The authors investigated the relation between young children’s comprehension skill and inference-making ability using a procedure that controlled individual differences in general knowledge (Barnes & Dennis, 1998; Barnes, Dennis, & Haefele-Kalvaitis, 1996). A multiepisode story was read to the children, and their ability to make two types of inference was assessed: coherence inferences, which were essential for adequate comprehension of the text, and elaborative inferences, which enhanced the text representation but which were not crucial to understanding. There was a strong relation between comprehension skill and inference-making ability even when knowledge was equally available to all participants. Subsidiary analyses of the source of inference failures revealed different underlying sources of difficulty for good and poor comprehenders.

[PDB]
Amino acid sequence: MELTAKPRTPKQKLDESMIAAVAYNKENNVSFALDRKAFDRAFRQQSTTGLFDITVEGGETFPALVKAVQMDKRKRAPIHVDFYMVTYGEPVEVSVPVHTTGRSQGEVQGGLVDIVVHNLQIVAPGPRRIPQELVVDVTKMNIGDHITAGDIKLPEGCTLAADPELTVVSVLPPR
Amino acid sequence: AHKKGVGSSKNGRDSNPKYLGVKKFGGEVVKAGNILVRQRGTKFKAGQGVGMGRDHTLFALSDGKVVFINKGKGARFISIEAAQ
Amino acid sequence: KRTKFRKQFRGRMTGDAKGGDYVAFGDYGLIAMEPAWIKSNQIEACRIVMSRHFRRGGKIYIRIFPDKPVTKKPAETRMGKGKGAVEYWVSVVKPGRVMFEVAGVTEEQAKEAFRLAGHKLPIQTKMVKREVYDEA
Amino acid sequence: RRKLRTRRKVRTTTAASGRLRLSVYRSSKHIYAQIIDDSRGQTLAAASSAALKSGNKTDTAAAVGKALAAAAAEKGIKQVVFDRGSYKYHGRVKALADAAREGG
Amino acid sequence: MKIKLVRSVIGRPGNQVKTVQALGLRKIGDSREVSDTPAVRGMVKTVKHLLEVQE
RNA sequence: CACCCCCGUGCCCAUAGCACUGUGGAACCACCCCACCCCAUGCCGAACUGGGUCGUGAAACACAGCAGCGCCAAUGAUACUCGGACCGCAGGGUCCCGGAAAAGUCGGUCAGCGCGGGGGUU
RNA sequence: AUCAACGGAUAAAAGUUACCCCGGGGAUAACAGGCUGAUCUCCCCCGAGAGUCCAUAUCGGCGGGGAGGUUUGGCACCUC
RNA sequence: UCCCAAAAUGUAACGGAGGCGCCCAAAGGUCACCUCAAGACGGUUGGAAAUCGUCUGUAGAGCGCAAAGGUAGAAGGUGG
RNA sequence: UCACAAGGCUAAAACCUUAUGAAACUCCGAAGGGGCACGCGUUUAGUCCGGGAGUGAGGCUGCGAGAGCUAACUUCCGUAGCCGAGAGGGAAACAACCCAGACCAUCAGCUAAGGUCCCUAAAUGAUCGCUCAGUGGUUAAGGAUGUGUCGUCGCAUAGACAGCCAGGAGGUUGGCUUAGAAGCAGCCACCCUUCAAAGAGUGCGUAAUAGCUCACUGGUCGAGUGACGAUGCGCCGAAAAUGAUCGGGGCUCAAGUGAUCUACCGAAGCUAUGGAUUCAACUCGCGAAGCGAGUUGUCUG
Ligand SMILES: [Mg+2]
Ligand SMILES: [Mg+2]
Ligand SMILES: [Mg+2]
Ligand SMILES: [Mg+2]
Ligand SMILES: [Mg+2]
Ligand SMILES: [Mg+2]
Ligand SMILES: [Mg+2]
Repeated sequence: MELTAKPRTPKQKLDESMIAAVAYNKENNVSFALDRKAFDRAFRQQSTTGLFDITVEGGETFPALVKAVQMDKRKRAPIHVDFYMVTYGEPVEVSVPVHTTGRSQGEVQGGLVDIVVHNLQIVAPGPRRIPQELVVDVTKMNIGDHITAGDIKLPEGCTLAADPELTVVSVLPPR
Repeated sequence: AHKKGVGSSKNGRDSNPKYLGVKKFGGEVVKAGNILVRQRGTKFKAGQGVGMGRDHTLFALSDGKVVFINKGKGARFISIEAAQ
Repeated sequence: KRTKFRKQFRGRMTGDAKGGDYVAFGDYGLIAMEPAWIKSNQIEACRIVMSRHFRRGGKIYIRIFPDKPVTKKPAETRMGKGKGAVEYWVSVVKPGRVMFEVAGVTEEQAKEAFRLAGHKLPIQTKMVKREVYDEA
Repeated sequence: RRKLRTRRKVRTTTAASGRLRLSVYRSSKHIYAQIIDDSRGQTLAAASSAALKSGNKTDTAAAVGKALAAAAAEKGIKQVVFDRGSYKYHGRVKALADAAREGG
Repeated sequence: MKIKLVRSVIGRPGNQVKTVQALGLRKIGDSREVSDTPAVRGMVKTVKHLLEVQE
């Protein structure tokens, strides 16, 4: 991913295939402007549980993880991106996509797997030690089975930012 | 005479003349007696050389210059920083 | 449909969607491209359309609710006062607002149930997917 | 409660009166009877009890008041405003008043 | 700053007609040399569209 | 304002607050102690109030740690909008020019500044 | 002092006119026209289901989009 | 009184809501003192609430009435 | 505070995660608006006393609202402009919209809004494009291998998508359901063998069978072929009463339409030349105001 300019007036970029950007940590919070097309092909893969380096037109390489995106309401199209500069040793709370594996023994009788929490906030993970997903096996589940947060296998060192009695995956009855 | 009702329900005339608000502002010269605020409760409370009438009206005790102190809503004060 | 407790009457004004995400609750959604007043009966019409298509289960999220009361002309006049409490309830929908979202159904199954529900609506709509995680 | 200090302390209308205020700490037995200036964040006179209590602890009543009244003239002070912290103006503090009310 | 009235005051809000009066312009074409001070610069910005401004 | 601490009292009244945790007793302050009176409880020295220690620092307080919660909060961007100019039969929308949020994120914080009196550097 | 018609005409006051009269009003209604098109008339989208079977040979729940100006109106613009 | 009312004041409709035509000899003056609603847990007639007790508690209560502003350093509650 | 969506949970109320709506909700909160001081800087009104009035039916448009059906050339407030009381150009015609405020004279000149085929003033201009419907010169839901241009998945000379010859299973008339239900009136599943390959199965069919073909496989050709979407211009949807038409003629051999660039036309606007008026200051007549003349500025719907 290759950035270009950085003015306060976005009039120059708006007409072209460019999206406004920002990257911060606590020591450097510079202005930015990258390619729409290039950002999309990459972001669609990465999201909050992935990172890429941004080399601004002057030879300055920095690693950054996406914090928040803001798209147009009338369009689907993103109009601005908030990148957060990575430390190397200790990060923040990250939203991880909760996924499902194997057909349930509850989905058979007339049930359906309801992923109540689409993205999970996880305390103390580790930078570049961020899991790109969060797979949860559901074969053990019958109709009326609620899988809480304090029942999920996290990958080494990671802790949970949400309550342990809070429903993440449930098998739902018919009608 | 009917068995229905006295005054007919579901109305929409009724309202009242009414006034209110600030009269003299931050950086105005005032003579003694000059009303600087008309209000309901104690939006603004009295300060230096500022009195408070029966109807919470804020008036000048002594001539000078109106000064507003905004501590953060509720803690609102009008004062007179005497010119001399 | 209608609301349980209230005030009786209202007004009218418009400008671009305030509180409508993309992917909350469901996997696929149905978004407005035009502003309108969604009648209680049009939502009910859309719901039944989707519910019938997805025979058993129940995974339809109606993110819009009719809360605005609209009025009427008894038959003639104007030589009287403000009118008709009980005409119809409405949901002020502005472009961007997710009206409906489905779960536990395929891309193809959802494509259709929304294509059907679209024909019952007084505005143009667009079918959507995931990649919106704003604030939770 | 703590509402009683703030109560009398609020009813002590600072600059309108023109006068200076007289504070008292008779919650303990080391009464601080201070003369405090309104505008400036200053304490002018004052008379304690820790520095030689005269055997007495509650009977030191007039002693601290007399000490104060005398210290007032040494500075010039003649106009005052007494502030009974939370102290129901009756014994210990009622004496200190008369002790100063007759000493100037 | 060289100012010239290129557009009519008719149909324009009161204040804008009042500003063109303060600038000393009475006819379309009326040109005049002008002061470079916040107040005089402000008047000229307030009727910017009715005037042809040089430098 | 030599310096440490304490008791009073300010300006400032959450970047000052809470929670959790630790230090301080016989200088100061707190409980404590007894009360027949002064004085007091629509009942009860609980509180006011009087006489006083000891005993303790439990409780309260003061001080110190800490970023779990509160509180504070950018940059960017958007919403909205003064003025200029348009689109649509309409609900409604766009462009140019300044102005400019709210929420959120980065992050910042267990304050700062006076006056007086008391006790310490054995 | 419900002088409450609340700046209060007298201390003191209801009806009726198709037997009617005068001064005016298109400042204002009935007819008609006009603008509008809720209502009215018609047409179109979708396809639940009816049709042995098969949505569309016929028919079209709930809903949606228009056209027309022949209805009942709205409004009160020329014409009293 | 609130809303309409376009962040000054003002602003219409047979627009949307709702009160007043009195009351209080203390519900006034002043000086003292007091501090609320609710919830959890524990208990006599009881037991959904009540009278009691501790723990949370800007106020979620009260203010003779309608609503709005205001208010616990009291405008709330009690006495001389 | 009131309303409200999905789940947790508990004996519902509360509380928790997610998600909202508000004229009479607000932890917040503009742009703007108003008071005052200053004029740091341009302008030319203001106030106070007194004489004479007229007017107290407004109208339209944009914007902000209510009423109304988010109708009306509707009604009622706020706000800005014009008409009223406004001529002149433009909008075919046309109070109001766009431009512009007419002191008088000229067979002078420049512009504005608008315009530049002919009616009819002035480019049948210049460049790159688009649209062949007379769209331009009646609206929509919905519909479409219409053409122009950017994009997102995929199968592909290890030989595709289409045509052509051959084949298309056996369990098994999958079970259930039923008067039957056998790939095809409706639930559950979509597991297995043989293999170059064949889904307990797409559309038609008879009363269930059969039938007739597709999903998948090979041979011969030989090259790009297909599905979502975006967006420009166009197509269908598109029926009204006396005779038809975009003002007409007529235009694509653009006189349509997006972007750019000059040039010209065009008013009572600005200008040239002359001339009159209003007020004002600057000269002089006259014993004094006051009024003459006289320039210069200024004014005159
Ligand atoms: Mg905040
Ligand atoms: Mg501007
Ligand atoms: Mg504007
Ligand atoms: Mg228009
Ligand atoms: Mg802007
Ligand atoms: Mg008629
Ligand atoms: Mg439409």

Cain, K., Oakhill, J., Barnes, M. A., & Bryant, P. (2001). Comprehension skill, inference making ability and their relation to knowledge. Memory & Cognition, 29(6), 850–859.
Journal Article/Book Chapter